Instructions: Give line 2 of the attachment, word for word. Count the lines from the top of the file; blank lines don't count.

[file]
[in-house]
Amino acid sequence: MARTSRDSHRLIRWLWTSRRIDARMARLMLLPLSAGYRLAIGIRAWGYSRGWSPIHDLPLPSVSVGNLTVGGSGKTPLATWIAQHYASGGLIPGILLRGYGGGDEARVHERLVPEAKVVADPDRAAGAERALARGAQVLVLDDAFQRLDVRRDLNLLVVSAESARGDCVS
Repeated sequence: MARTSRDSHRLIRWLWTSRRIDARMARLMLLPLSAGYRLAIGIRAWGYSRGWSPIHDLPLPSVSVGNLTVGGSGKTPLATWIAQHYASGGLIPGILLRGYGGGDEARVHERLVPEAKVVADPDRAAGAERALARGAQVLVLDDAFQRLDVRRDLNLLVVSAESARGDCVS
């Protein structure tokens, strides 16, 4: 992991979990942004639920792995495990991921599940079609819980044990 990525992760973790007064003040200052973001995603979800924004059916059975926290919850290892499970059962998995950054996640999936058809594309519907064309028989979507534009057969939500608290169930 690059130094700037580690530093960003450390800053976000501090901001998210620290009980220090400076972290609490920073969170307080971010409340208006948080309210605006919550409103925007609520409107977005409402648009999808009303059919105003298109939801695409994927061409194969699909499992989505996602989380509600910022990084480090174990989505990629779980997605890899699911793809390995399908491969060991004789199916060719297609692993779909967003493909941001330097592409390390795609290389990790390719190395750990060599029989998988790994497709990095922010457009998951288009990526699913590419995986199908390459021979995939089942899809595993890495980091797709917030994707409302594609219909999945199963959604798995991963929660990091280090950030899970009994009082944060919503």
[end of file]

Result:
Amino acid sequence: MARTSRDSHRLIRWLWTSRRIDARMARLMLLPLSAGYRLAIGIRAWGYSRGWSPIHDLPLPSVSVGNLTVGGSGKTPLATWIAQHYASGGLIPGILLRGYGGGDEARVHERLVPEAKVVADPDRAAGAERALARGAQVLVLDDAFQRLDVRRDLNLLVVSAESARGDCVS